Quinten PlummerThe Valdosta Daily Times
VALDOSTA — Brandon Henry rested his head on a desk Tuesday morning as Southern Circuit Judge Frank Horkan announced the jury’s guilty verdict and handed down a life sentence for the 2010 murder of a Valdosta man.
Henry, 23, was convicted for the Aug. 9, 2010, murder of John Golden, 45, of Valdosta. Golden had been grilling food on his porch where Henry unloaded 15 shots into the husband, father and former employee of Valdosta State University’s plant operations.
“The facts of this case are true and un-rebutted,” said Assistant Southern District Attorney Brad Shealy during his closing arguments. “John Golden died on the streets of Valdosta in worse fashion than some soldiers in the war. Is this what the people want from the City of Valdosta?”
After roughly an hour of deliberation, the jury returned with a response of “No.”
Henry was sentenced to 10 years imprisonment for his burglary conviction, a life sentence for his murder conviction and five years imprisonment for the conviction of possessing a firearm during the commission of a crime. All of his sentences must be served consecutively.
Friends and family of the late John Golden took the first steps in repairing the damage inflicted by a quick temper and a high-powered assault rifle. The family had been watchful and prayerful, rising and falling with each of the two-day trial’s surges and break waves.
“My family and I are happy that justice has been served today,” said Golden’s step-daughter, Nikki Robinson.
“Thank God for justice,” said Golden’s widow, Carla, as she emerged briefly from a swarm of loved ones.
Prior to the verdict, Shealy continued his day one onslaught of witnesses as he introduced more expert testimony and subpoenaed associates of Henry.
Golden’s murder came immediately after a brawl-dampened party near his Somerlin Street residence. Both Golden and Henry had played peacemaker as they each dispersed at least one fight that night.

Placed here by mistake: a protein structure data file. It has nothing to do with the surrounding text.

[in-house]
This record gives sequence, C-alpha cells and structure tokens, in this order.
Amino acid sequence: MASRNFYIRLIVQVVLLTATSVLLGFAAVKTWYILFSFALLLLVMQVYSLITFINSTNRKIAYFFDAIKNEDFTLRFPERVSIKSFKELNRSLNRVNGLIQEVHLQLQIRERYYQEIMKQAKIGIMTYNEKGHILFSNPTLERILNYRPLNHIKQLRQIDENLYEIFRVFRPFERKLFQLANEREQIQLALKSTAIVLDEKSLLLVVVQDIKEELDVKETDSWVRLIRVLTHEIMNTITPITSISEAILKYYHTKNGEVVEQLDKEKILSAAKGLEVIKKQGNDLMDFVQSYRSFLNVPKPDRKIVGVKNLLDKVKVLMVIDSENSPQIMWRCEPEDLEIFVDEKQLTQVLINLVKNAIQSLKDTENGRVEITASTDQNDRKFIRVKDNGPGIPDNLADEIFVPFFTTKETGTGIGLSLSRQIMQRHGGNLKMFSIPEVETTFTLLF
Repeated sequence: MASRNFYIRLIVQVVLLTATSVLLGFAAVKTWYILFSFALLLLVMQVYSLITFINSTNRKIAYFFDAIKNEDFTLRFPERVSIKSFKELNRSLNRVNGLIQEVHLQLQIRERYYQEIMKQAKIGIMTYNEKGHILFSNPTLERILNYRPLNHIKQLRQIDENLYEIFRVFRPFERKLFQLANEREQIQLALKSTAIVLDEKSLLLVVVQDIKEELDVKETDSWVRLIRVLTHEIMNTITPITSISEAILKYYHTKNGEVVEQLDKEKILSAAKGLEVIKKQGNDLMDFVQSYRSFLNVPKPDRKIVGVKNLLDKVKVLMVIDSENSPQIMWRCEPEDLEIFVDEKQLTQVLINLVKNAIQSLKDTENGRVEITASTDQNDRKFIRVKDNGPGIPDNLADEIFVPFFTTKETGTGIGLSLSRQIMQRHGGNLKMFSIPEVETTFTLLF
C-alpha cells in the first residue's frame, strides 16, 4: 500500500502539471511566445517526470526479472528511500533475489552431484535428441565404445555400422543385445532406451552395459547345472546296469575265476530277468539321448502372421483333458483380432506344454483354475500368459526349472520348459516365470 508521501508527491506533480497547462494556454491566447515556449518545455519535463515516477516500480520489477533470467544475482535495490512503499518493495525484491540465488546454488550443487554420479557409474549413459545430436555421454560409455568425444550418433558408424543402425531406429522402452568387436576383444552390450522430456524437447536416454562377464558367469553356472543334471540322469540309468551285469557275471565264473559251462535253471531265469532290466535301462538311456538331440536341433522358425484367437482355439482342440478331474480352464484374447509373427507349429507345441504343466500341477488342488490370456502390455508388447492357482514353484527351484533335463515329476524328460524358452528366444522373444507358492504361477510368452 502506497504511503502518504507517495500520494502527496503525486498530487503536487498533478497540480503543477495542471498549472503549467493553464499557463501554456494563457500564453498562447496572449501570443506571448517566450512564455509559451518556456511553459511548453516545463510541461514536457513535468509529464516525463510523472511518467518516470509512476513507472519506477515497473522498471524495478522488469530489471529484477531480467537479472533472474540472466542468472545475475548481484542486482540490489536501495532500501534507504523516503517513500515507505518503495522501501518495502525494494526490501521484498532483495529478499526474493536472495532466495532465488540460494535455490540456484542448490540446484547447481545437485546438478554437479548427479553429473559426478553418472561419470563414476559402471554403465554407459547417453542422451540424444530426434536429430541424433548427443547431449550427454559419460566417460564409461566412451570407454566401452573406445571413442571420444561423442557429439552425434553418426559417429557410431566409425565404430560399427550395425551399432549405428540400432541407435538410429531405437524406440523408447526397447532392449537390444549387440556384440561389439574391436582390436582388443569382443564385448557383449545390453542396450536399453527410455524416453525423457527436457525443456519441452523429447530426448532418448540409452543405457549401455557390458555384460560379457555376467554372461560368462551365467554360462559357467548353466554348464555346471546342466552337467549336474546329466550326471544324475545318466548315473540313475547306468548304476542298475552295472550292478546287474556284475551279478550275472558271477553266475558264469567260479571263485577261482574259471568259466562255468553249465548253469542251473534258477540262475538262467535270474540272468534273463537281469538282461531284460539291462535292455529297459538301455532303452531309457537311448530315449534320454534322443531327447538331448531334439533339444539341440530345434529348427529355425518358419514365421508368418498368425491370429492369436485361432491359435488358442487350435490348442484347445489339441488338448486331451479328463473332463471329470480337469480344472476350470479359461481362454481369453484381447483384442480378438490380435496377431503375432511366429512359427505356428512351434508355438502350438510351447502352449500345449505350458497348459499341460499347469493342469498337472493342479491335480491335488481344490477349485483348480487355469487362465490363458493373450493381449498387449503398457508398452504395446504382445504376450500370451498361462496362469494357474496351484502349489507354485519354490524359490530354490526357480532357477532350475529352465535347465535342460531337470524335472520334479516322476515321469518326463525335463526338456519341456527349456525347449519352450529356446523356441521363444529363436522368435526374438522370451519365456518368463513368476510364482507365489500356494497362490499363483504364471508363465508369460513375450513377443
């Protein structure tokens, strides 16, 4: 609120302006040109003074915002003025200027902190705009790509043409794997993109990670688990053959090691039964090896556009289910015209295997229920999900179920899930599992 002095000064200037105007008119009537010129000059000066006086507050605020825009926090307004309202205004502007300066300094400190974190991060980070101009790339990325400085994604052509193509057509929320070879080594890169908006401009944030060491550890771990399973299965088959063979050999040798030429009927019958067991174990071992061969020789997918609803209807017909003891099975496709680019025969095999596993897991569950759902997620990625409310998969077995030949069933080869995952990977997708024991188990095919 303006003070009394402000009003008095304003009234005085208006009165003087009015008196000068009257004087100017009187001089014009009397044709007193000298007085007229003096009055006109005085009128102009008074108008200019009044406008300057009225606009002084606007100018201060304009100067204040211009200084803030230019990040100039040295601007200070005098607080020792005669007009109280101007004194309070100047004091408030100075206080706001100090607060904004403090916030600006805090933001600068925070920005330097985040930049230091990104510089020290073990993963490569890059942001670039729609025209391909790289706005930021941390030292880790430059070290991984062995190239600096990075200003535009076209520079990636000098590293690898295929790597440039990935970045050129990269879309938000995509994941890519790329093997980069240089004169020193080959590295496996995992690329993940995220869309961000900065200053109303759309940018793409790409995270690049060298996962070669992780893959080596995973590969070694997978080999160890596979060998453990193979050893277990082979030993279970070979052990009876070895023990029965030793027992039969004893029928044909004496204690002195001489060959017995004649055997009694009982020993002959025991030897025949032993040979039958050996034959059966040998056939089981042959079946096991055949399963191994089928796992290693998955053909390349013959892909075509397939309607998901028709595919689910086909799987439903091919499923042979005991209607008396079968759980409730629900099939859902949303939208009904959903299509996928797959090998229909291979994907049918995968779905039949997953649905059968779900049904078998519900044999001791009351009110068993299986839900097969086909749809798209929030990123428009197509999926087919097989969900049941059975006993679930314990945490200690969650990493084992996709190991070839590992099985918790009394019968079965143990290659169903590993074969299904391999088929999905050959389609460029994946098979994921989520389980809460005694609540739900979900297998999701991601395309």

Henry left the party, forcibly removed a rifle from his ex-girlfriend’s residence and returned to Somerlin Street with the intent to kill someone.
One witness, who had been at the party, said she heard Henry screaming and asking for the people who had been standing outside with their shirts off. She said he wanted to know where they lived.
“I saw him when he came around the corner with the gun in a trash bag,” said the witness. “I asked him what was inside of the bag. He said, ‘a [expletive] AK-47 and it’s fully loaded.’”
The witness said she left for her car. As she headed for the car, she heard gun shots at the house across the street.
“I heard three shots and I saw (Henry) step up to the porch and unload the gun,” said the witness.
After the prosecutor had exhausted his registry of witnesses, none of whom had willingly took the stand, Henry elected to take the stand himself. It was a move that his counsel, Billy Folsom, strongly opposed, which he made clear after he asked that the jury be excused briefly.
Henry’s associates had timidly taken the stand before him, many hinting to fears of repercussions, but the defendant himself wanted to privately testify.
“Your honor, will you ask the public to step outside while I testify,” said Henry before taking the stand.
His request was denied, as the judge reminded him that the proceedings were public.
Henry attempted to appeal to the emotions of the jurors, as he was his only character witness.
“My deepest sympathy goes out to the Golden family,” said Henry. “I didn’t know him and I’m not the person responsible for this crime.”
During Shealy’s dramatic cross-examination of Henry’s accounts of the Aug. 9, 2010 shooting, the defendant claimed he’d been framed for the crime.
“I know detectives will threaten people into giving false statements, because they threatened me,” said Henry, claiming a police detective planted bullets behind a fence. “He labeled me a suspect and said I was suspected of another crime. If he didn’t (set me up), then one of those other detectives did.”
Henry also gave an explanation as to why he had been found with a shaven head and drenched in bleach when he was arrested at an ex-girlfriend’s Palm Place residence two days after the shooting.
He shaved his head because he had been stung by a bee, he reasoned, and he was using bleach as an additive to his bath water.
Shealy stated that the State of Georgia had no intentions of seeking the death penalty, though Henry’s crimes are punishable by death.
Henry’s parole has not been revoked, but it will be at least 30 years before he’ll be eligible for monitored release. Judge Horkan took Henry’s youth into account when he weighed whether to allow parole.
Outside of the courtroom, a friend of Golden’s spoke.
“John [Golden] was a very well-mannered guy and he was well liked,” said James Nelson. “He and his family don’t deserve any of what has happened to them. Both families here have lost a lot, and it’s time that we as a people take violence out of the equation and speak up about it when it does happen.”